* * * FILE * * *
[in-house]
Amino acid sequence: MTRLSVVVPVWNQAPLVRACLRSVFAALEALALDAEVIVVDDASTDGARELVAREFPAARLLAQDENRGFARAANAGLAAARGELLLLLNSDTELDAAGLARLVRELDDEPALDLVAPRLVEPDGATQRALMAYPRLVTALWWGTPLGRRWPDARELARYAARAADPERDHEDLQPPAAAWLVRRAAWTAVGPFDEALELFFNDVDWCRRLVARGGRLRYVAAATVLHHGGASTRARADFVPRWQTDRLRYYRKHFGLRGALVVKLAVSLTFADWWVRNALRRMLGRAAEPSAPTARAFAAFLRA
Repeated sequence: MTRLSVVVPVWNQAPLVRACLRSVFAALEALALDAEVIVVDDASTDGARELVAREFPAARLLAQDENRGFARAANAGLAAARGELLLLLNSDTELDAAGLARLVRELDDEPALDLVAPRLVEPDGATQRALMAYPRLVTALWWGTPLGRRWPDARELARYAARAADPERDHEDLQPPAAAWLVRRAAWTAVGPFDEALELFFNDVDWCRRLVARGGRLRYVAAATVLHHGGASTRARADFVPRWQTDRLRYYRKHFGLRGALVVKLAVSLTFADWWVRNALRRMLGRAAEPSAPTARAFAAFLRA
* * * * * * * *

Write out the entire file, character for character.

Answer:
[in-house]
Amino acid sequence: MTRLSVVVPVWNQAPLVRACLRSVFAALEALALDAEVIVVDDASTDGARELVAREFPAARLLAQDENRGFARAANAGLAAARGELLLLLNSDTELDAAGLARLVRELDDEPALDLVAPRLVEPDGATQRALMAYPRLVTALWWGTPLGRRWPDARELARYAARAADPERDHEDLQPPAAAWLVRRAAWTAVGPFDEALELFFNDVDWCRRLVARGGRLRYVAAATVLHHGGASTRARADFVPRWQTDRLRYYRKHFGLRGALVVKLAVSLTFADWWVRNALRRMLGRAAEPSAPTARAFAAFLRA
Repeated sequence: MTRLSVVVPVWNQAPLVRACLRSVFAALEALALDAEVIVVDDASTDGARELVAREFPAARLLAQDENRGFARAANAGLAAARGELLLLLNSDTELDAAGLARLVRELDDEPALDLVAPRLVEPDGATQRALMAYPRLVTALWWGTPLGRRWPDARELARYAARAADPERDHEDLQPPAAAWLVRRAAWTAVGPFDEALELFFNDVDWCRRLVARGGRLRYVAAATVLHHGGASTRARADFVPRWQTDRLRYYRKHFGLRGALVVKLAVSLTFADWWVRNALRRMLGRAAEPSAPTARAFAAFLRA